by Dr. Reeja Tharu on  March 11, 2013 at 11:24 AM Health Watch
New Drug With Vitamin B and Folate May Aid Migraine Sufferers
A team of researchers is well on their way to find a cure for the worst form of headache-Migraine!

Migraine is not new to us. One of Lewis Carrol's character in his classic 'Alice in Wonderland' shows signs of experiencing what we now know as 'aura' an experience that is linked to migraine.

A scientific team from Queensland is hoping to find a cure for migraine with a treatment involving vitamin B and folate supplements.

According to Bridget Maher, postdoctoral researcher at the Griffith University, this remedy is expected to bring about relief in 20% of sufferers whose problem is genetic. Maher says that one out of every five person who suffers from migraine has a faulty enzyme that is incapable of working as optimally as it does in those with normal enzymes.

She further explains that the new remedy is capable of effectively reducing the frequency and severity of the condition. This information is very welcome, as there is a lot of social stigma linked to the lives of these patients, mainly because the condition is chronic, besides negatively impacting patients' lives!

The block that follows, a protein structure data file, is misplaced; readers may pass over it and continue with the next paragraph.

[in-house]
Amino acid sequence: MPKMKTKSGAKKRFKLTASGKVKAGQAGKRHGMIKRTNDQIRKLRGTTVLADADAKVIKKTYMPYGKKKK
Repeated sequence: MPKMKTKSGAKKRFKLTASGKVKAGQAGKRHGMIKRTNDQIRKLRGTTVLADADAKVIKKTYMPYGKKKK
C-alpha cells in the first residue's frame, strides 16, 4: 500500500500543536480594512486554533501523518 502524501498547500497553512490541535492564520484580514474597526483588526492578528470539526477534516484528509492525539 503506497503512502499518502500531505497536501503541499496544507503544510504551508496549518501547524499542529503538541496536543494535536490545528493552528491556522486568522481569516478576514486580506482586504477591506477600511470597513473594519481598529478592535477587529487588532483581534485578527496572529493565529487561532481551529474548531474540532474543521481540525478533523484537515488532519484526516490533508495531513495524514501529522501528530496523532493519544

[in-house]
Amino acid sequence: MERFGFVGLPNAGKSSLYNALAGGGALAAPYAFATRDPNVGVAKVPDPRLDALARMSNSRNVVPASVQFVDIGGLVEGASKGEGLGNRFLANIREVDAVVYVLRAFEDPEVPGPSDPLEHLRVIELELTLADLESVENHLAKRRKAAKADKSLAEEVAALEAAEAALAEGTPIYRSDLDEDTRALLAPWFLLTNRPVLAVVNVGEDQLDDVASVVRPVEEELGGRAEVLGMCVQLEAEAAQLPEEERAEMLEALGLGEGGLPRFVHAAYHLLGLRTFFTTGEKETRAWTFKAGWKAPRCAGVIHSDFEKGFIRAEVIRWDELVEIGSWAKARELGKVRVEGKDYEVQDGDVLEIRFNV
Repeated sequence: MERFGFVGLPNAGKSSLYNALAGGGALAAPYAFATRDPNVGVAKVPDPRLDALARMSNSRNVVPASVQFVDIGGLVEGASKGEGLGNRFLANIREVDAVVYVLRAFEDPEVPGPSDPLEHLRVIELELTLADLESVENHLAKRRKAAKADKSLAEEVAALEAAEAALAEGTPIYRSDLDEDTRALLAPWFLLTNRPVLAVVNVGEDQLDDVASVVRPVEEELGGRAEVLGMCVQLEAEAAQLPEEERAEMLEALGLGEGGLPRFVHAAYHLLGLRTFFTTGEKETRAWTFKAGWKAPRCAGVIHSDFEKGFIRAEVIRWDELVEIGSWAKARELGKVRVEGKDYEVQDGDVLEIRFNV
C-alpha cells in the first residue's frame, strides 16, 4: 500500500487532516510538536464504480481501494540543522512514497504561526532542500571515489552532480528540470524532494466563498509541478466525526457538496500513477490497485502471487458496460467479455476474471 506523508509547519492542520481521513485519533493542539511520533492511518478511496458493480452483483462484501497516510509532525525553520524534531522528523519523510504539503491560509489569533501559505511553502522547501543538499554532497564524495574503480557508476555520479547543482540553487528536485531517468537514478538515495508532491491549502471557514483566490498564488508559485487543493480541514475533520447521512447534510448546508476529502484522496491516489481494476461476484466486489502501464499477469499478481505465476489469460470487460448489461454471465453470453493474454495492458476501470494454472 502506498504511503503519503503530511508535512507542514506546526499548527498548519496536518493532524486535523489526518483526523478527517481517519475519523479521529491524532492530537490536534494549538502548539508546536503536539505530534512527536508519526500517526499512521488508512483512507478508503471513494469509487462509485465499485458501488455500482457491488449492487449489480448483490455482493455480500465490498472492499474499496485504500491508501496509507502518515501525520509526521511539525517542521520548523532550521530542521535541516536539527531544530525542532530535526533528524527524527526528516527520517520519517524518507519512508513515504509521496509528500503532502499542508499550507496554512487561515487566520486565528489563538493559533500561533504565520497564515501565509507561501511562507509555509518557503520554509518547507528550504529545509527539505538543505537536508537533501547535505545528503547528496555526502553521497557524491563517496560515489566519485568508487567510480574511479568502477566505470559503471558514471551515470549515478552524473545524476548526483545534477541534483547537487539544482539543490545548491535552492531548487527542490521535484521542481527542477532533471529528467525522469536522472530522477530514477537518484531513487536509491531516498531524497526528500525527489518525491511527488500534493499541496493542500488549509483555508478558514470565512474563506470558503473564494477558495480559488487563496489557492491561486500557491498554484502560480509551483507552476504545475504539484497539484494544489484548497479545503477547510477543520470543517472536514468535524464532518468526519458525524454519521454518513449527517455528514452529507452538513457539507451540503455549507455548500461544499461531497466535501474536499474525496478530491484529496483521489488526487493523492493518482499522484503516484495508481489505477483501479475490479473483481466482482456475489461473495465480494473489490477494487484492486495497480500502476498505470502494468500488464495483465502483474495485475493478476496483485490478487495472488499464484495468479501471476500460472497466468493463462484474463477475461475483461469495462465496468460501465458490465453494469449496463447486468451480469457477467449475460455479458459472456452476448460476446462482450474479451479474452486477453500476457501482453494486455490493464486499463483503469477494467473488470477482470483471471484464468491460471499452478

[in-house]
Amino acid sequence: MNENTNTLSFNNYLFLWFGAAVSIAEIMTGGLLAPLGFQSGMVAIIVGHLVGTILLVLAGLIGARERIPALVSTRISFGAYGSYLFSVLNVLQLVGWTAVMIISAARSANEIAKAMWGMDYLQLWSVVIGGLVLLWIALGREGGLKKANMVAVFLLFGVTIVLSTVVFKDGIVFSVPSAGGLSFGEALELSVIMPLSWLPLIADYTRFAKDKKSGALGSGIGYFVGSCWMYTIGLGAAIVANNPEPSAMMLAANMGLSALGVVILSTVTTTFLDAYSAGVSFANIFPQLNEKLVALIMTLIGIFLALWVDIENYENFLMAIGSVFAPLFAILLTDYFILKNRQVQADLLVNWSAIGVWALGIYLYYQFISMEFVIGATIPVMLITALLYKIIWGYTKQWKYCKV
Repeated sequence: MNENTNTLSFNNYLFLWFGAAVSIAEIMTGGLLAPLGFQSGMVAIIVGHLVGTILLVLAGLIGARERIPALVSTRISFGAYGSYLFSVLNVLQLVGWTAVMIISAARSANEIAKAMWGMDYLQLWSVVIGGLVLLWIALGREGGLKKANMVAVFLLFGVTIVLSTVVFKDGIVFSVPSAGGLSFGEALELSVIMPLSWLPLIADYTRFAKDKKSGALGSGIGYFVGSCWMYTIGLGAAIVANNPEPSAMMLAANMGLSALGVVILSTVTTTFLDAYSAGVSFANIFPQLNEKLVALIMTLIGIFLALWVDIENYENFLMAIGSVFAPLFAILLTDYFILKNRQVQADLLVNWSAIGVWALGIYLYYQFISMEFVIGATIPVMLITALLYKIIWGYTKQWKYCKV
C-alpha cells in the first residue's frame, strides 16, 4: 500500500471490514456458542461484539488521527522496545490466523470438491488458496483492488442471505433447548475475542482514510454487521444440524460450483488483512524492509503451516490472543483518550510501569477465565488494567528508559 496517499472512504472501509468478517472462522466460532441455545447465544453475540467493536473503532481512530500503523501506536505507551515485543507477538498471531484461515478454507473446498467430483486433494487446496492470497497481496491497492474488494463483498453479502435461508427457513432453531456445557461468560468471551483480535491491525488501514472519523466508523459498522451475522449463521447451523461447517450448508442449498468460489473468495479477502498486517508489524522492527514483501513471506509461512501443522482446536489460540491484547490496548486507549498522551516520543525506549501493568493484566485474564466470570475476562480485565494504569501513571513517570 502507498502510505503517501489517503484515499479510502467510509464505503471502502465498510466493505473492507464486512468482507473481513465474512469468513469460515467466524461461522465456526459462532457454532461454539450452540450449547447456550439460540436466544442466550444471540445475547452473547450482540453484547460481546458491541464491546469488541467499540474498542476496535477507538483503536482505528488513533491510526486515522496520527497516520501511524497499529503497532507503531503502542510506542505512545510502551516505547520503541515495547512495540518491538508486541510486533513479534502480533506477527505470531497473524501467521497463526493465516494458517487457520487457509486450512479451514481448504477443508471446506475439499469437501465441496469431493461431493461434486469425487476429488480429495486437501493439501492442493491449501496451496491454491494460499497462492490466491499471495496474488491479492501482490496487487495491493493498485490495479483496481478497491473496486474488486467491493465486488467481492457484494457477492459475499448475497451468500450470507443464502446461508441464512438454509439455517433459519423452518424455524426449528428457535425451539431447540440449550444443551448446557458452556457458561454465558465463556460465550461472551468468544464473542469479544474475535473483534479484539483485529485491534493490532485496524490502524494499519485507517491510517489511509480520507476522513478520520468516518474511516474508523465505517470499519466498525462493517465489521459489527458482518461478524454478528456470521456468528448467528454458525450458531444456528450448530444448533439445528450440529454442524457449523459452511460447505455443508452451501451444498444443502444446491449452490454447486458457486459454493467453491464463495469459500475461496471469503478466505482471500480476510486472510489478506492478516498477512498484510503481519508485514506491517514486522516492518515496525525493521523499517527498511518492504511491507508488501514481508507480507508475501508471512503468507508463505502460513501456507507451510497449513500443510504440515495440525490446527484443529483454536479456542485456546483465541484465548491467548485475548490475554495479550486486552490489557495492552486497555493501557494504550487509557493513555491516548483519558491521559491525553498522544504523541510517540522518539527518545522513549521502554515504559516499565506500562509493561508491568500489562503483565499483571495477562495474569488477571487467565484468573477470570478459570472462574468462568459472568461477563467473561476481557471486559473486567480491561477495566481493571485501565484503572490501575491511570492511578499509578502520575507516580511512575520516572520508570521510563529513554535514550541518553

Those who have migraines which are familial in origin experience auras, which is a term given to an episode of temporary neurological disturbances involving 'seeing stars, pins and needles and numbness'.

Migraine is a condition affecting millions of people around the world. It is characterized by headache, vomiting, nausea and sensitivity to light and sound. The chief sufferers are women, which is not surprising, given the fact that hormone fluctuations, especially during menstruation, is among the common causes.

Not many cures are known to be effective in treating migraine. It is recommended that one observes the pattern of occurrence and try to identify the trigger involved. Excessive exposure to sunlight or consuming foods such as salami, alcohol, smoked foods, turkey and old cheese or strong- scented perfumes, motion sickness or excessive exercise are some of the many triggers that can cause migraines.  

The research team at Griffith involved in the making of the drug is working on the correct optimal dose of these supplements. The new drug is expected to be in the market within the next few years.

Source: Medindia

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